China's business environment also excited Romero.
"I believe China is the best place for me to start a new company," he stated. "Logistics here allow me to receive samples from companies in under two days. In Colombia or South America, it would take one or three months. If you want to create a new product in a couple of weeks, you can get it done in Shenzhen."
The four-year Social Entrepreneurship Competition attracted 236 applicants from 57 nations and regions with 73 project concepts.
Dr Natacha Tarascon, founder of the French personal care business Doucea and a representative from the previous three competitions, highlighted her successful entrepreneurship and International 3E experience at this year's event.
She said that China is a great place for small businesses.
"The market is here, the strong support is here, and the quality is here," she said.
"I'm very proud to say that all my products are created in China from A to Z. Despite the fact that we had many chanllenges, we remained optimistic about our brand's future because the Chinese market is so active."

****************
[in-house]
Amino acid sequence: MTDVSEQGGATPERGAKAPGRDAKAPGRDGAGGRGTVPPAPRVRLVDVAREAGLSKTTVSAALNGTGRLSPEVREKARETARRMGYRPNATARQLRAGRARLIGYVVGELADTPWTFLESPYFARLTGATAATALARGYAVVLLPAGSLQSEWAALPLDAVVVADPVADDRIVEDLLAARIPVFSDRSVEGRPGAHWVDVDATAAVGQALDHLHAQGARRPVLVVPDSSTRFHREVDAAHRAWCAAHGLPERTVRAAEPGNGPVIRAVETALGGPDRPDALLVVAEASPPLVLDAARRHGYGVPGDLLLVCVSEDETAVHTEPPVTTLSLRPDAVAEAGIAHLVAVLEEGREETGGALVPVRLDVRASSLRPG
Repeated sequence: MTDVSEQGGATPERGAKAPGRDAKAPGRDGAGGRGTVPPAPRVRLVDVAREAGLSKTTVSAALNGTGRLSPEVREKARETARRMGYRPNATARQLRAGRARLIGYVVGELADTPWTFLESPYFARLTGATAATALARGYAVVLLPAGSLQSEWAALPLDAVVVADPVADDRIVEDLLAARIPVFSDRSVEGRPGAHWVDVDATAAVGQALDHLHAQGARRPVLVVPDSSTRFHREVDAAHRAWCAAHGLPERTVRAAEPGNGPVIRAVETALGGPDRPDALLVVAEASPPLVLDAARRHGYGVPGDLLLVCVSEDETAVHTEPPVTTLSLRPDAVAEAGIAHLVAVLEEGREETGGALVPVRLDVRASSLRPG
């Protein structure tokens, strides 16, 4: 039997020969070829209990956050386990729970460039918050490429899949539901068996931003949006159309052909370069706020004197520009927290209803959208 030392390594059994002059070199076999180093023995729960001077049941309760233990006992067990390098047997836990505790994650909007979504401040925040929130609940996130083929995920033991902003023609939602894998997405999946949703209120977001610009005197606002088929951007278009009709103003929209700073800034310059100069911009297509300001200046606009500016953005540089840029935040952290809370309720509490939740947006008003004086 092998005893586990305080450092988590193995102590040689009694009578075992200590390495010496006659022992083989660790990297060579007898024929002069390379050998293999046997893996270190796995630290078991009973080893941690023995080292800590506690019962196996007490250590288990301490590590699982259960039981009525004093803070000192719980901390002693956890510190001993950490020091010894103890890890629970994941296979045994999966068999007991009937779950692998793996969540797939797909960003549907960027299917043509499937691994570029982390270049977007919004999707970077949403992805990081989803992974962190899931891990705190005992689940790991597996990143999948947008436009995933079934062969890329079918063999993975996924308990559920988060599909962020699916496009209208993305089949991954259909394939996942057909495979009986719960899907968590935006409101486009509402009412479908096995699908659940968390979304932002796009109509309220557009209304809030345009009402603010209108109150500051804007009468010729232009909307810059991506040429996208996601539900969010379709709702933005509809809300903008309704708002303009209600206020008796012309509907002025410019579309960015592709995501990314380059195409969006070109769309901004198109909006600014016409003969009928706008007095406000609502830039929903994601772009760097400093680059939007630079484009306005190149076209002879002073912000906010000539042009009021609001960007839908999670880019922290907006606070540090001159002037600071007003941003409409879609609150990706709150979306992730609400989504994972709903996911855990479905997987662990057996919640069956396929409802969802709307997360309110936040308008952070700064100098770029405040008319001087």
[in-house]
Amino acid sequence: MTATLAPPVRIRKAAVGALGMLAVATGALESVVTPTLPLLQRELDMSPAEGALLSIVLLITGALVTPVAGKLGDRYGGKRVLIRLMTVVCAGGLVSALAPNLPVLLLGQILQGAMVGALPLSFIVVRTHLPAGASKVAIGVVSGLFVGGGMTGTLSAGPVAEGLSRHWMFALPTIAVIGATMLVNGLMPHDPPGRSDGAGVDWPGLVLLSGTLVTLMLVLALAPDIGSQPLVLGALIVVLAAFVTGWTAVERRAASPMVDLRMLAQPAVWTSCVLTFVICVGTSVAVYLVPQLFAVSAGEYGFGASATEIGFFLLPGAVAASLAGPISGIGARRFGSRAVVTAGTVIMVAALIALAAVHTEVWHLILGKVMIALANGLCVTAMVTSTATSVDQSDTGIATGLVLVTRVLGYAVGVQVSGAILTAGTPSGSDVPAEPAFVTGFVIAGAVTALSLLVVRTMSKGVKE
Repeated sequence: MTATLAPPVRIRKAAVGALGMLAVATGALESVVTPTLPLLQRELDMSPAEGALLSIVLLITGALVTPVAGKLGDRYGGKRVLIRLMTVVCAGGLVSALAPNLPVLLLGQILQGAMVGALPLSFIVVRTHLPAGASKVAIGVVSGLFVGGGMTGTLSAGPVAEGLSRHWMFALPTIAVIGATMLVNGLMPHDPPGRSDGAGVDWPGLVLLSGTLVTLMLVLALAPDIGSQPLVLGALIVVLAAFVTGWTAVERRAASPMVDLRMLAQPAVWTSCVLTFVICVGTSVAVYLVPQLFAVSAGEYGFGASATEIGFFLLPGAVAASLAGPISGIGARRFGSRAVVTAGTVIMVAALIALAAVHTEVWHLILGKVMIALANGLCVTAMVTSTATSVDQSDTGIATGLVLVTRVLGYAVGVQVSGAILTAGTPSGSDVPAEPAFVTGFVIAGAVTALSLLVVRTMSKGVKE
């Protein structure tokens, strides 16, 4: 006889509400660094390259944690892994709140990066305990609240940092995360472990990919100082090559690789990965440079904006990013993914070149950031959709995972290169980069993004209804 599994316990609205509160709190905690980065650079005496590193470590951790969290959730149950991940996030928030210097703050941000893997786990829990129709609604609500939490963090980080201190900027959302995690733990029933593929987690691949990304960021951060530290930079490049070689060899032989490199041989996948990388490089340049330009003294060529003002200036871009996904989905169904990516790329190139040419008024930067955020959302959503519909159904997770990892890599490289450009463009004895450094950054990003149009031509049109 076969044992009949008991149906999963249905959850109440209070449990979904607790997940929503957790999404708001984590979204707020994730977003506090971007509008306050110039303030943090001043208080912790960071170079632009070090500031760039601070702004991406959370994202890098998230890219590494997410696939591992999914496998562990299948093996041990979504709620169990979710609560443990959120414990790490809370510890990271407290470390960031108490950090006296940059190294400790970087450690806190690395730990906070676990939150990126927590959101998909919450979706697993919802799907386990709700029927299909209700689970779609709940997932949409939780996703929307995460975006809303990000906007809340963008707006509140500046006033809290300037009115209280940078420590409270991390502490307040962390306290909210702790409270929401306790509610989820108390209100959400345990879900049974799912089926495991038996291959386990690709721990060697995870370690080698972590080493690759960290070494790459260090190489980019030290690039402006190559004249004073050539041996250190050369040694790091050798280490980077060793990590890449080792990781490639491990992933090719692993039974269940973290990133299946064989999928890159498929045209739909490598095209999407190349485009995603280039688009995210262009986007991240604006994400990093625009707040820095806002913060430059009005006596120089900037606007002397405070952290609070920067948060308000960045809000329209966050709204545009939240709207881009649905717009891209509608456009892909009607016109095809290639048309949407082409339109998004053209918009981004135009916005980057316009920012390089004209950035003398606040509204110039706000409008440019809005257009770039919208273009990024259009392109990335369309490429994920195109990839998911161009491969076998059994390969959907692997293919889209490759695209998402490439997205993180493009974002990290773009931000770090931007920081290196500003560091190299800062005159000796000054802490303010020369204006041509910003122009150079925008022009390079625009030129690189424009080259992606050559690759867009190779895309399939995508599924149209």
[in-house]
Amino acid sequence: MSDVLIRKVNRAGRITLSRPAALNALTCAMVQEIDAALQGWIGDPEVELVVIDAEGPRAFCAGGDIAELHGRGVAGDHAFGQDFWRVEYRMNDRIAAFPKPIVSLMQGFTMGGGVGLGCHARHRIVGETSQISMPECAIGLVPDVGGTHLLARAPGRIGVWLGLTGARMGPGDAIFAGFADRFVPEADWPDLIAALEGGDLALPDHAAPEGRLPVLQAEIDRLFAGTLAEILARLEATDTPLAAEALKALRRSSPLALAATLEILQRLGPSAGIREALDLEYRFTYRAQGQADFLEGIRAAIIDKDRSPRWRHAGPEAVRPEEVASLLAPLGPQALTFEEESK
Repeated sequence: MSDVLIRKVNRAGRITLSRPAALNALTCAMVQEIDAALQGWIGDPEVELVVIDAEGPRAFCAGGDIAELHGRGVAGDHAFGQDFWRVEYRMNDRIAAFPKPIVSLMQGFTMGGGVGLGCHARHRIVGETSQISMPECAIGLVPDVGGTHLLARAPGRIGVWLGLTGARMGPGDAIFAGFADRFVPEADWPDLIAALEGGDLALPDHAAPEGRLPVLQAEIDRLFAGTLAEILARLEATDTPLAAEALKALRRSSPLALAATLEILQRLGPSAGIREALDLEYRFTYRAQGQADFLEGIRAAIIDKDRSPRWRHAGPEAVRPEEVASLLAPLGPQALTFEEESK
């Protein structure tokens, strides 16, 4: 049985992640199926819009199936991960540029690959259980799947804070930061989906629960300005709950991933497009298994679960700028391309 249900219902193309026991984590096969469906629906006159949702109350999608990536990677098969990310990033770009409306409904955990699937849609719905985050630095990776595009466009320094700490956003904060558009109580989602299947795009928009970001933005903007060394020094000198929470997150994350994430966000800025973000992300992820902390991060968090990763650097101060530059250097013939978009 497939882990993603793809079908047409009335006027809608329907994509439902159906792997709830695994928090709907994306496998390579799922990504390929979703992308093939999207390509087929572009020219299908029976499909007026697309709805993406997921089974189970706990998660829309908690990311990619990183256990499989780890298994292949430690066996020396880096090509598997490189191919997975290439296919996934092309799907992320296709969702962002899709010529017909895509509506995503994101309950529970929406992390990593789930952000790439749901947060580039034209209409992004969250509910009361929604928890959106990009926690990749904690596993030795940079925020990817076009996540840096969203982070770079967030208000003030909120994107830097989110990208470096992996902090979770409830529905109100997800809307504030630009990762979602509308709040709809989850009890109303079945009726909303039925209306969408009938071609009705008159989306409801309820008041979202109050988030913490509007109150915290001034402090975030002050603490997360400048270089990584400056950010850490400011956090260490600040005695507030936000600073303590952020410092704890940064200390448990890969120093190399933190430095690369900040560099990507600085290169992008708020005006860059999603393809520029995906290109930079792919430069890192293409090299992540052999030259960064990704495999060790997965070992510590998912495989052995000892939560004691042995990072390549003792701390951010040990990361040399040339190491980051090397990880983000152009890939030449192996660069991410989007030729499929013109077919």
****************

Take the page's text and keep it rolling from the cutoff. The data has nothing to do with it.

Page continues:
Connection and community
The "Vibe Up! Hongqiao" Youth Innovation Talent Cultivation Project was also launched on Saturday.
"We hope that through this program, we can continue to connect and cultivate various types of talent in work, life, and community services, and attract young talents to give back to the international community and participate in public service projects," said Hongqiao Neighborhood Party secretary Guo Kai.
Hongqiao Subdistrict Office director Cui Lixia said the subdistrict will use this event to develop an international talent community, promote the "Hongqiao Service Window for Overseas Talent" brand, and foster innovative foreign talent.
She stated they would work with CNS, TEC, and other expatriate platforms to revitalize Changning's Hongqiao Subdistrict and Shanghai, a global city.
The Expatriate Center head Linda Painan said: "As we embark on this enlightening journey together, expect to harvest wisdom, share insights, and emerge with renewed determination. Let's embrace resilience and innovation to build a better home away from home together!